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Scarcella, E. (2016). The Psychotherapy of Hope: The Legacy of Persuasion and Healing, edited by Renato D. Alarcón, M.D., M.P.H., and Julia B. Frank, M.D., Johns Hopkins University Press, Baltimore, MD, 2011, 368 pp., $49.95.. Psychodyn. Psych., 44(1):123-126.
    

(2016). Psychodynamic Psychiatry, 44(1):123-126

Book Reviews

The Psychotherapy of Hope: The Legacy of Persuasion and Healing, edited by Renato D. Alarcón, M.D., M.P.H., and Julia B. Frank, M.D., Johns Hopkins University Press, Baltimore, MD, 2011, 368 pp., $49.95.

Review by:
Erminia Scarcella, M.D., D.L.F.A.P.A.

I read this book with great interest knowing that Jerome Frank was a towering figure in the mental health field in the 20th century. Each chapter of The Psychotherapy of Hope: The Legacy of Persuasion and Healing is written by a distinguished author in the field of mental health and shows the evolution of Frank's ideas.

The central theme in this book is demoralization and how it affects the wellbeing of the individual. It is interesting how little attention has been given to demoralization in the 21st century. Frank stressed that it is critical to instill a sense of hope and mastery in the course of the therapeutic process regardless of the theoretical school of psychoanalysis or psychotherapy to which the therapist belongs. He believed that a common curative factor in psychotherapy is the ability of the therapist to elicit hope and trust in the patient. It follows that forming a solid therapeutic attachment is essential. The placebo effect of our actions also must never be discounted.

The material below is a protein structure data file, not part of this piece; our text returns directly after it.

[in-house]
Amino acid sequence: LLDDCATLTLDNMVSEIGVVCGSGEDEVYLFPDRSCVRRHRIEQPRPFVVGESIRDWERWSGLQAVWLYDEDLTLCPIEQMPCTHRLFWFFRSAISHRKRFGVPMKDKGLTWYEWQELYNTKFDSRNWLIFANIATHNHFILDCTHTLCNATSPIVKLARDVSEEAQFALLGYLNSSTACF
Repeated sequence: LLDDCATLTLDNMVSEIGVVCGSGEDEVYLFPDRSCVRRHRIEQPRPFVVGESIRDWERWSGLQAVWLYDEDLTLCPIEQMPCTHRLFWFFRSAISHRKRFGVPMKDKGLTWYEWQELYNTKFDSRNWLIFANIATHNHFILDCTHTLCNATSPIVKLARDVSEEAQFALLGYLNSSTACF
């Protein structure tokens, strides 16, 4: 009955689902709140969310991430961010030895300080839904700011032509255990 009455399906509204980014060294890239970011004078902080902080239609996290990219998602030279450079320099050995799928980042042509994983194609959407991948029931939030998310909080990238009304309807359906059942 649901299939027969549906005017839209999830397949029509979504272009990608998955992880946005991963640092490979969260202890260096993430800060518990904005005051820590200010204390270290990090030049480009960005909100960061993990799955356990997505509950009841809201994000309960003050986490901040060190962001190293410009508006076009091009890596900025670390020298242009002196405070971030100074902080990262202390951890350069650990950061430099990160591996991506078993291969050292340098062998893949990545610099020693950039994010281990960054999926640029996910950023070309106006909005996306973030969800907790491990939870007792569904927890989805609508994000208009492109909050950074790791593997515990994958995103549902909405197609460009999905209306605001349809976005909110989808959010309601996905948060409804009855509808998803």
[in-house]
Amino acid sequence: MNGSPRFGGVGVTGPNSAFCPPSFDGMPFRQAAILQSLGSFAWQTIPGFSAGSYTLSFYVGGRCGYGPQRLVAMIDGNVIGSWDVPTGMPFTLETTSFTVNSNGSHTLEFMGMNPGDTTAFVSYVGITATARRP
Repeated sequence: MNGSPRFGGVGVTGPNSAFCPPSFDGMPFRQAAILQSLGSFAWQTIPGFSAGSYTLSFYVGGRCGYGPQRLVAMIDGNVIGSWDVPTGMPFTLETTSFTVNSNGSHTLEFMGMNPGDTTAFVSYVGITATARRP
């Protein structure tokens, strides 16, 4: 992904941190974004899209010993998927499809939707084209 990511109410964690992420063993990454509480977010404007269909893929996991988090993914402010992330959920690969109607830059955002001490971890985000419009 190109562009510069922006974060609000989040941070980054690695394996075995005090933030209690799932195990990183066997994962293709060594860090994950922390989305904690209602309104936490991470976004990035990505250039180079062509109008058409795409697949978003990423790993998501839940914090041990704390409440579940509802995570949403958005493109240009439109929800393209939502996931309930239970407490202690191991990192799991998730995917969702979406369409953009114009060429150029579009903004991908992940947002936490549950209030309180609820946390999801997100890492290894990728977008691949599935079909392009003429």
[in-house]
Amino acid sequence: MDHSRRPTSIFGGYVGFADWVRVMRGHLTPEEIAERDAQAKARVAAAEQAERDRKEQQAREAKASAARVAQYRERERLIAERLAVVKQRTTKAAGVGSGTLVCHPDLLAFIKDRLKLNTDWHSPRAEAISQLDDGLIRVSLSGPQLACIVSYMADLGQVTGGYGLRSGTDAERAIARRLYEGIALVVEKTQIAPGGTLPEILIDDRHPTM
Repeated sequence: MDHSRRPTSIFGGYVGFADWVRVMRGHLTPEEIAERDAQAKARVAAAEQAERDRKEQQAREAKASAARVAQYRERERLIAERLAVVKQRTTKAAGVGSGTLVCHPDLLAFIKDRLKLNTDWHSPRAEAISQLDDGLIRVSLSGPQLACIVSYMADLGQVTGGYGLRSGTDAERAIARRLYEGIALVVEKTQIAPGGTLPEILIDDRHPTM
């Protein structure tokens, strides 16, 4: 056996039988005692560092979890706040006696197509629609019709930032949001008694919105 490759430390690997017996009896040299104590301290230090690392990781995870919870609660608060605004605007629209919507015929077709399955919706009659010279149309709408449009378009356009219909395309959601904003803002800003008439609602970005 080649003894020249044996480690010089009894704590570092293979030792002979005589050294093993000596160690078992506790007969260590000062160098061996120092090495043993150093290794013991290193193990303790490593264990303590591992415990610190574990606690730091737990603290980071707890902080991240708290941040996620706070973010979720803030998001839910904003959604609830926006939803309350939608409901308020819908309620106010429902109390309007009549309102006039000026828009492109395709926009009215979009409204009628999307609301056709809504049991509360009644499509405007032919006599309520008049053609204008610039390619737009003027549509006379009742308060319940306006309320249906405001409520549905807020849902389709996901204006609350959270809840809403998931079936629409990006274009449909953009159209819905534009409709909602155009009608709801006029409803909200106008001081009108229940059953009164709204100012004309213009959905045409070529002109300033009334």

I will highlight a few of the chapters to give the reader an idea of some of the topics in this book.

Chapter 3 on “Neural Substrates of Psychotherapy” by George Viamontes and Bernard Beitman discusses brain activity and the concept of neural circuits. We learn that three major circuits allow for the interconnection of sensation, thinking, emotion, and memory and these are then expressed in the multiform activities of human behavior. In making the connection between psyche and brain, these authors map the dimensions of the Ego, Id, and Superego within the brain. The circuitry associated with the dorsolateral prefrontal cortex (DLPFC) can be seen as the substrate for many attributes of the Ego, while the anterior cingulate circuit (ACC) is more associated with the Id and the orbitofrontal circuits (OFC) is more connected with the function of the Superego.

[This is a summary excerpt from the full text of the journal article. The full text of the document is available to journal subscribers on the publisher's website here.]

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